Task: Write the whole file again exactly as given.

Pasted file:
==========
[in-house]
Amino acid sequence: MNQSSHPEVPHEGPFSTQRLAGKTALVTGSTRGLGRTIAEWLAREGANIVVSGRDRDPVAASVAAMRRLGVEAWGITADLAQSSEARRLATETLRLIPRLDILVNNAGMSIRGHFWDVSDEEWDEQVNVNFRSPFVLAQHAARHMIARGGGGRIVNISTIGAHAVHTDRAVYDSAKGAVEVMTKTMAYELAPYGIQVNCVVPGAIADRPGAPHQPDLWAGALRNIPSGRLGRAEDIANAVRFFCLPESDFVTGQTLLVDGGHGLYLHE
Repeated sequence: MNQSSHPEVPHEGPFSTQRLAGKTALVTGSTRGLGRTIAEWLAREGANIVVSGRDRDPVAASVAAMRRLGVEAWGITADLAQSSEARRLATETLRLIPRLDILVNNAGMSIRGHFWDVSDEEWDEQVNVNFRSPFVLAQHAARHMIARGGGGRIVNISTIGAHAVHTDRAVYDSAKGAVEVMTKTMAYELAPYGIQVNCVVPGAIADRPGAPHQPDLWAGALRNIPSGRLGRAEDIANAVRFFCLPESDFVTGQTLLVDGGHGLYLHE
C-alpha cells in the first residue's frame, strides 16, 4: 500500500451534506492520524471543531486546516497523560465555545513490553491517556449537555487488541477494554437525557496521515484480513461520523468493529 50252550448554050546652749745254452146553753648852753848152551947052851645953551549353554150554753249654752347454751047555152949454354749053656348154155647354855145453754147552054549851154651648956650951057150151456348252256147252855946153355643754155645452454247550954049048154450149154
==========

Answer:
[in-house]
Amino acid sequence: MNQSSHPEVPHEGPFSTQRLAGKTALVTGSTRGLGRTIAEWLAREGANIVVSGRDRDPVAASVAAMRRLGVEAWGITADLAQSSEARRLATETLRLIPRLDILVNNAGMSIRGHFWDVSDEEWDEQVNVNFRSPFVLAQHAARHMIARGGGGRIVNISTIGAHAVHTDRAVYDSAKGAVEVMTKTMAYELAPYGIQVNCVVPGAIADRPGAPHQPDLWAGALRNIPSGRLGRAEDIANAVRFFCLPESDFVTGQTLLVDGGHGLYLHE
Repeated sequence: MNQSSHPEVPHEGPFSTQRLAGKTALVTGSTRGLGRTIAEWLAREGANIVVSGRDRDPVAASVAAMRRLGVEAWGITADLAQSSEARRLATETLRLIPRLDILVNNAGMSIRGHFWDVSDEEWDEQVNVNFRSPFVLAQHAARHMIARGGGGRIVNISTIGAHAVHTDRAVYDSAKGAVEVMTKTMAYELAPYGIQVNCVVPGAIADRPGAPHQPDLWAGALRNIPSGRLGRAEDIANAVRFFCLPESDFVTGQTLLVDGGHGLYLHE
C-alpha cells in the first residue's frame, strides 16, 4: 500500500451534506492520524471543531486546516497523560465555545513490553491517556449537555487488541477494554437525557496521515484480513461520523468493529 50252550448554050546652749745254452146553753648852753848152551947052851645953551549353554150554753249654752347454751047555152949454354749053656348154155647354855145453754147552054549851154651648956650951057150151456348252256147252855946153355643754155645452454247550954049048154450149154